Atkelar (atkelar) wrote,
Atkelar
atkelar

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Amazon.com... dumb moments of data-mining

An interesting case of artificial stupidity seems to have taken a hold of Amazon.com's data mining models... or maybe somebody didn't think about the obvious during the programming and training of said models.

Here's my little story... (yes, I'm going to be "Uncle Atkelar" for a bit, sorry unclekage :)

I hardly ever buy at Amazon.com - not that I didn't like them but most of my stuff I get the old fashioned way: walk to a store and buy it... that way I can have an actual look at the item in question. But ever so often I know what I want and can't find it anywhere near me so I use their service. This was the case for Weird Al's "UHF" - a movie I have seen previews of during the 90's but never been able to actualy watch. So I think: "Let's buy it on Amazon.com" and buy it, I did. Amazon.com delivered right to my doorstep and I'm a happy little kitten here, watching the DVD several times in a row even and all was good.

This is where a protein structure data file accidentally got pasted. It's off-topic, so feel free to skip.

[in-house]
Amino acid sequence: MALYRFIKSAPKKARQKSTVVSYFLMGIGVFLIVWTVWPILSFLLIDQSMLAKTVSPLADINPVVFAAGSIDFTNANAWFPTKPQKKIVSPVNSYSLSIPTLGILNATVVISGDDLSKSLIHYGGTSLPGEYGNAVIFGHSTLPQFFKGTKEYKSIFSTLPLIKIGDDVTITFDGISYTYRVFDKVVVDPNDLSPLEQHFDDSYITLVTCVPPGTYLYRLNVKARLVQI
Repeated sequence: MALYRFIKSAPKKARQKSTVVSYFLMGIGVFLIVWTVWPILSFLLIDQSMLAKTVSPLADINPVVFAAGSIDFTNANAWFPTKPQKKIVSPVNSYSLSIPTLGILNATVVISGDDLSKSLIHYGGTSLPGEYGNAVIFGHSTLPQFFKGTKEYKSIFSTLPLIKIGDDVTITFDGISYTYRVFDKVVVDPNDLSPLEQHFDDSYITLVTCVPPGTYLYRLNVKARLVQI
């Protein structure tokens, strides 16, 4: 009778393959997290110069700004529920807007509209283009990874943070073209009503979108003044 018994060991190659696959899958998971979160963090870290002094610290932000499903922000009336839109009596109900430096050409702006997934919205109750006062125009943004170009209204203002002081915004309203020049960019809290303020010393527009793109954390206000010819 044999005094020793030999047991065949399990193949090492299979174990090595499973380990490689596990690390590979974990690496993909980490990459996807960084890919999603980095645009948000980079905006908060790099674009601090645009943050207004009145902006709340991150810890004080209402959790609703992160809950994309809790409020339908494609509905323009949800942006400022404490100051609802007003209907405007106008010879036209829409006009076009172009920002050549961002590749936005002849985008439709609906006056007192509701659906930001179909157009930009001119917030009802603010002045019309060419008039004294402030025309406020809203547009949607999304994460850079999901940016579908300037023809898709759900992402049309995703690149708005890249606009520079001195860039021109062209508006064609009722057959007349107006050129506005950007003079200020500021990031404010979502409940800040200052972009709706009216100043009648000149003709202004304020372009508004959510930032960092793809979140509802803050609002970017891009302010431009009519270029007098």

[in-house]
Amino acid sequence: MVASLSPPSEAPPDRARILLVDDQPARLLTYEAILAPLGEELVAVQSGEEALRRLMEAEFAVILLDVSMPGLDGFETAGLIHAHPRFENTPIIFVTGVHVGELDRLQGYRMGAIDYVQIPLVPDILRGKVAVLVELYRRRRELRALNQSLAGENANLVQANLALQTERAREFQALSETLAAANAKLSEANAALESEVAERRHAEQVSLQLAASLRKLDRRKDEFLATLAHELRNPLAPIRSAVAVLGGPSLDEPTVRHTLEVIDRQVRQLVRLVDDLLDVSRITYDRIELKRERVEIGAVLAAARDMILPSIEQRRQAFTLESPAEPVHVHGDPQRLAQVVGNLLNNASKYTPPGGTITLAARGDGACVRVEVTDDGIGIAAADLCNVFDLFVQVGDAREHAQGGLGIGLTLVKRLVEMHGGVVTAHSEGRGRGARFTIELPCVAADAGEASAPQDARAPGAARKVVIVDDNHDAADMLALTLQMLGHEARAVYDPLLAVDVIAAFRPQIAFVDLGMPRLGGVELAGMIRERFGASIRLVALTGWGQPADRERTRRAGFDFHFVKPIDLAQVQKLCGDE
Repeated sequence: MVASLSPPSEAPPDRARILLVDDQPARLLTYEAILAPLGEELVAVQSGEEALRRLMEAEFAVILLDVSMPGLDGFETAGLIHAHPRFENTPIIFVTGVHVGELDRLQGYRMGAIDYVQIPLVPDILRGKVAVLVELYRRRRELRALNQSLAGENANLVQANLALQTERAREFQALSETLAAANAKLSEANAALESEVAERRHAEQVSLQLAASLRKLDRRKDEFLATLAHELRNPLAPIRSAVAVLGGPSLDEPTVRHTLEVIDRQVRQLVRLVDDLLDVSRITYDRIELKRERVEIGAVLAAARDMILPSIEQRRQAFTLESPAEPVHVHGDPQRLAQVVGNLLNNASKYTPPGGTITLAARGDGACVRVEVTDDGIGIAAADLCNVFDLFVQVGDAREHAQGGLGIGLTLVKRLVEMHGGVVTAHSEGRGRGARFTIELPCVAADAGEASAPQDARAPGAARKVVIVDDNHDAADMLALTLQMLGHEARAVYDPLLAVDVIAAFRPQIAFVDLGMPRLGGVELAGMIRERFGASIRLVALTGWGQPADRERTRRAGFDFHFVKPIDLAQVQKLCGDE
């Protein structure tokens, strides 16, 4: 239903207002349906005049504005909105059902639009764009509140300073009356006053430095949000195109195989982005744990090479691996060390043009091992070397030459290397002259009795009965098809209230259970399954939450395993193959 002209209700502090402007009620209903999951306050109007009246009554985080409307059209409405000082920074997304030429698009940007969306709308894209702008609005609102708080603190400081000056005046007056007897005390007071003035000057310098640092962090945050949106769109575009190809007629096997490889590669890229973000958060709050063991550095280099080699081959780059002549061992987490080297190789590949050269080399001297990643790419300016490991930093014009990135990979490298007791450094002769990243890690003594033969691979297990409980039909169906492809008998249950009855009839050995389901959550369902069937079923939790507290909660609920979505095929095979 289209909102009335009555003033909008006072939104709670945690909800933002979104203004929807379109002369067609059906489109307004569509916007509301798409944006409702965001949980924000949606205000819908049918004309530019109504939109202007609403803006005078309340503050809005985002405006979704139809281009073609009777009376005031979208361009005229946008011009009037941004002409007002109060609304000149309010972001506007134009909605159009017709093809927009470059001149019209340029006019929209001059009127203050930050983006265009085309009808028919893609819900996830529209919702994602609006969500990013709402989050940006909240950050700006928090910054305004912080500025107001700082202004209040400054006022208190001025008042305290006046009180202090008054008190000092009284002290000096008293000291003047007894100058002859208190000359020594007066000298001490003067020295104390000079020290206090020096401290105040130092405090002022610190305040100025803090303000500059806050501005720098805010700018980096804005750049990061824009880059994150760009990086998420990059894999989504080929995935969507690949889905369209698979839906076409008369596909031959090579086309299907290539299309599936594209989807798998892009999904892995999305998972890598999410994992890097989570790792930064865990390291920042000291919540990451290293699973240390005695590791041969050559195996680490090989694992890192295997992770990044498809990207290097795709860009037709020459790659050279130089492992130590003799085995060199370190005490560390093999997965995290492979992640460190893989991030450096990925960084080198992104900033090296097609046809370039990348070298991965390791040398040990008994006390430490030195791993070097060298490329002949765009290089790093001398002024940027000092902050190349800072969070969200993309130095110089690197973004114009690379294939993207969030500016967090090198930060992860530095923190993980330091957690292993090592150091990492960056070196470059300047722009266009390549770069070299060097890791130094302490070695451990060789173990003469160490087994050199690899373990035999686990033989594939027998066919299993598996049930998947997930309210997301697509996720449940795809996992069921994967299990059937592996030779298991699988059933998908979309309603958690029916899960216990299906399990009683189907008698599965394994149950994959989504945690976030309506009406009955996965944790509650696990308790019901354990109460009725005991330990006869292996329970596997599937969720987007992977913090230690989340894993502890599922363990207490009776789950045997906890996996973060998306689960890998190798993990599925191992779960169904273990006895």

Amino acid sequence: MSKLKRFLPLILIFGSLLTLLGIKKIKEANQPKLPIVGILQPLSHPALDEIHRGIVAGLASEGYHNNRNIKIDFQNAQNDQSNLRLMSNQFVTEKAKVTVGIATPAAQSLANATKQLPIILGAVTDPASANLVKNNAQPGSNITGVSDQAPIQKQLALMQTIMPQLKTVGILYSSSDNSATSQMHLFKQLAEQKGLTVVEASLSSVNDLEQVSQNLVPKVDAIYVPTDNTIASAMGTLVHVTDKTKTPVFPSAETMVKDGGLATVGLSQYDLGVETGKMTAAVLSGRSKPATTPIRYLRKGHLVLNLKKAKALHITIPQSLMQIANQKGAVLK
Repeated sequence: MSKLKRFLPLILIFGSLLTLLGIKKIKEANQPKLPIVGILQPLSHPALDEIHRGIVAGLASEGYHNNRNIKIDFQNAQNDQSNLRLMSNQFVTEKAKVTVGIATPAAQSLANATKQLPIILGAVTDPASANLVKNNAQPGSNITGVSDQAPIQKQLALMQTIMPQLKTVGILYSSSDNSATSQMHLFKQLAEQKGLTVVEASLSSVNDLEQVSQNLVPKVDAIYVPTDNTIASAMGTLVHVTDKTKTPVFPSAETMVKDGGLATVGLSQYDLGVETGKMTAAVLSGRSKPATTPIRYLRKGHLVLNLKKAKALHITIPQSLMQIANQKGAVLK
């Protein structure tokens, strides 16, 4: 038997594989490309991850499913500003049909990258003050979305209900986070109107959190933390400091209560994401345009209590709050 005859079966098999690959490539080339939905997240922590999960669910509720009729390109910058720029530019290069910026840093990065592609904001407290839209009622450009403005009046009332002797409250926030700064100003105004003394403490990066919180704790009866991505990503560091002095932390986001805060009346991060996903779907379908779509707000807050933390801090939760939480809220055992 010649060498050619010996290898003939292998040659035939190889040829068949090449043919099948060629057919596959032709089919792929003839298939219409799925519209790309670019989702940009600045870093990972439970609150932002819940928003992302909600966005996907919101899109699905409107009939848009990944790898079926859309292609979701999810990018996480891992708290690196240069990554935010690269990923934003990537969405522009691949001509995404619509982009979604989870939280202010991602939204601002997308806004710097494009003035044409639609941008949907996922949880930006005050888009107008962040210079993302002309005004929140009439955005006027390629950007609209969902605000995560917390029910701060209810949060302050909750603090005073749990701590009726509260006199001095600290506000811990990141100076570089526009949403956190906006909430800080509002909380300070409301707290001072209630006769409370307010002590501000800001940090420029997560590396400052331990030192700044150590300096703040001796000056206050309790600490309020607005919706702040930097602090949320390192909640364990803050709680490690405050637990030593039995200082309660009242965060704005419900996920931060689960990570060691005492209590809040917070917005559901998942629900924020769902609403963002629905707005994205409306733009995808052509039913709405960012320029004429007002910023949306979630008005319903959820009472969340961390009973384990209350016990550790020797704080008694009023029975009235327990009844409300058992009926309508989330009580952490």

Now everybody who ever bought something at Amazon.com knows that they will send out the occasional "you might be interested in product XYZ" mail and that is fine by me too - it's only one or two per week and I've discovered several gems in there.
What's bothering me now is that for the last several weeks Amazon.com suggests that I might be interested in bying "UHF"... *HISSS* don't they check their very own sales logs? Never mind those mega-corporations exchanging (partially sensitive) customer information between each other... they can't even add 2+2 in their own systems it seems!
Tags: rant
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